This article originally appeared in Dev.Mag Issue 21, released in March 2008.
One way to populate large worlds with objects is to simply place objects on a grid, or randomly. While fast and easy to implement, both these methods result in unsatisfying worlds: either too regular or too messy. In this article we look at an alternative algorithm that returns a random set of points with nice properties:
- the points are tightly packed together; but
- no closer to each other than a specified minimum distance.
This article originally appeared in Dev.Mag Issue 2, released in April 2006.
Wondering why your PC doesn’t play games so well anymore? Trying to decode the latest marketing-speak on the back of a game box? This series is designed to give you the knowledge you need to understand the tweaks and trade-offs you can make to improve your gaming experience. We’ll go through the concepts behind the gibberish on the options menu, without going into all that math!
This article originally appeared in Dev.Mag Issue 3, released in May 2006.
Last week we went over some of the very basics of 3D graphics. This week we take a look at exactly what it is that vertices do for us and how they do it. We’ll cover some more abstractions and end up explaining some of the single-letter terms that kept cropping up a few years ago.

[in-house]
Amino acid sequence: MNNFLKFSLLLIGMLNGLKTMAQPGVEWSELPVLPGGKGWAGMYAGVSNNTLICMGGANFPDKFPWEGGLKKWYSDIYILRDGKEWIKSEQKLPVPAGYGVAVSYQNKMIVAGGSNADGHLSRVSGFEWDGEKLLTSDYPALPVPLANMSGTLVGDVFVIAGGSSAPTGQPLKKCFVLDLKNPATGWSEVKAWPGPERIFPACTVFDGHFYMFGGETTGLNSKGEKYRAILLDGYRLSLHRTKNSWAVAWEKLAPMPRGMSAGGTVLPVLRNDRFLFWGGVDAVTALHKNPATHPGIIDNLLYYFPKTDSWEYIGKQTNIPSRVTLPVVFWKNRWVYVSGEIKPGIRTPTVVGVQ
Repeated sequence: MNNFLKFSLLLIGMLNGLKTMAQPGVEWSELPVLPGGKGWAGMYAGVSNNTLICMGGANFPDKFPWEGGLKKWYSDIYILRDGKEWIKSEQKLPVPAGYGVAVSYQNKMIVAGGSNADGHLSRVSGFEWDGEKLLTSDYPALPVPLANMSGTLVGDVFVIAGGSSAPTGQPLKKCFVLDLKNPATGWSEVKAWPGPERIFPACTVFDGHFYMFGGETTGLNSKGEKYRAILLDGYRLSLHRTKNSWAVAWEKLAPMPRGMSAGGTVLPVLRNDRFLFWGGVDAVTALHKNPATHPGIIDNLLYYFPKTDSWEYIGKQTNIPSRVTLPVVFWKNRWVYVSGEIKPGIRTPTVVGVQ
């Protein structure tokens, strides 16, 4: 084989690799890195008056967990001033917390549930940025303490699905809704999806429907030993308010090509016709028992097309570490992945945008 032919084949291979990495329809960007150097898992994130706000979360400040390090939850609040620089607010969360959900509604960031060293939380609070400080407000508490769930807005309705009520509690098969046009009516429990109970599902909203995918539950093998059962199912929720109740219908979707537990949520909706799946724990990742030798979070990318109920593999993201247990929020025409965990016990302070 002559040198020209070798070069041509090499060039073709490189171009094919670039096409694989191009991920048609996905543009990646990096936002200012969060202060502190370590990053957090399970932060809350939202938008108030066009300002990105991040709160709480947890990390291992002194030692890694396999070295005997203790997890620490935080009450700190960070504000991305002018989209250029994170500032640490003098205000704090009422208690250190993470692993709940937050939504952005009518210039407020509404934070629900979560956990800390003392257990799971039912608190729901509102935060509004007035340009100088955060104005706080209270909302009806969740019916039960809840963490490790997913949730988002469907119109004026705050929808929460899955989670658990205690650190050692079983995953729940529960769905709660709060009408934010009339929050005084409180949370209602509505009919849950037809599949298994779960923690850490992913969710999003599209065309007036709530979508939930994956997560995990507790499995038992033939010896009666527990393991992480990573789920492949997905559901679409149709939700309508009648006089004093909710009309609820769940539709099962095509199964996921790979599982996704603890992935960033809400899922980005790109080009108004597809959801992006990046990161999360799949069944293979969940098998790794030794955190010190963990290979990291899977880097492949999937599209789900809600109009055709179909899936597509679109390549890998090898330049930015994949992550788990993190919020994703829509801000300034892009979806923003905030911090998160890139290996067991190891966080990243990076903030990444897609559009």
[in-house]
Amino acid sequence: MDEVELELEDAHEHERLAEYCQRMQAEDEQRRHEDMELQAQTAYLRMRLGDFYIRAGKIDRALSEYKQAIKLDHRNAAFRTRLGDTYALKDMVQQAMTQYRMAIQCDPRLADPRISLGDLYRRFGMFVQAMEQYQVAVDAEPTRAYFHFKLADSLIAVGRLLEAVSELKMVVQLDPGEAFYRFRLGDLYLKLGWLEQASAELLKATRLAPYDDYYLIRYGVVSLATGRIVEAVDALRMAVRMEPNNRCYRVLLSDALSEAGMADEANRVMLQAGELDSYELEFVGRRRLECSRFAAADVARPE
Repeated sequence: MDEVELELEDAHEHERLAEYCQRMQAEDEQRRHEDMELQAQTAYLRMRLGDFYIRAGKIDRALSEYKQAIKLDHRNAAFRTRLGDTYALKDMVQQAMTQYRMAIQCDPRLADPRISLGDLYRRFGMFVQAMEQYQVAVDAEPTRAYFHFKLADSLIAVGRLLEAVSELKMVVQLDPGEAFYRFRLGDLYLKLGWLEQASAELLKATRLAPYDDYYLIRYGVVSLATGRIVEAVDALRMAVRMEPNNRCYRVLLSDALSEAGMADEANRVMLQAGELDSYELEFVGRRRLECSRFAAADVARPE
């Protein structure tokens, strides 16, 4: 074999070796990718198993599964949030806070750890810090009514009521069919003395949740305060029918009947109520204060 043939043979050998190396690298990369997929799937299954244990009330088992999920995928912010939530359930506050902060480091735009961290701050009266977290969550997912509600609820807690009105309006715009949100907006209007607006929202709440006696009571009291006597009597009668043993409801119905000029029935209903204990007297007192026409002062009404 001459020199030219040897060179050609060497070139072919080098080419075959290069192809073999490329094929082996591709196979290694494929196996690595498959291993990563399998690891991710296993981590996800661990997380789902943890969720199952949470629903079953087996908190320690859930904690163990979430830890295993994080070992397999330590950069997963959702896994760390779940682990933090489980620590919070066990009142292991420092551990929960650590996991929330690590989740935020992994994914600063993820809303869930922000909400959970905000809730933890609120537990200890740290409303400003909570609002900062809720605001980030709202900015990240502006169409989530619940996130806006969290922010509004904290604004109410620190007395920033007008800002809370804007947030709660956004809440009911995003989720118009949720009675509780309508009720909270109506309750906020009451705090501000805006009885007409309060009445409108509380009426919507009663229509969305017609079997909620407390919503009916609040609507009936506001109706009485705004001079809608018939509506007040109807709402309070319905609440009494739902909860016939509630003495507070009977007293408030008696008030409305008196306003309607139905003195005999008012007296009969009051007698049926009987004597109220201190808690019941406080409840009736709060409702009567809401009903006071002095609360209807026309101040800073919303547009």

This article originally appeared in Dev.Mag Issue 4, released in June 2006.
Now that we’ve got a solid foundation to work with, we can start looking at more relevant issues in 3D. This week we’ll explore the idea of texture filtering and why it’s a good thing. We’ll find out what the various types of filtering actually do, how they do them and how much of a frame rate hit each one causes. Read on if you want to know the difference between bilinear, trilinear and anisotrophic filtering.
This article originally appeared in Dev.Mag Issue 5, released in July 2006.
Transparency effects in games are very important, not only because they make games look good, but also because they provide a unique set of problems and opportunities for smart designers to exploit. This is because transparency is implemented using a very versatile blending system, which can be put to use in tons of different ways.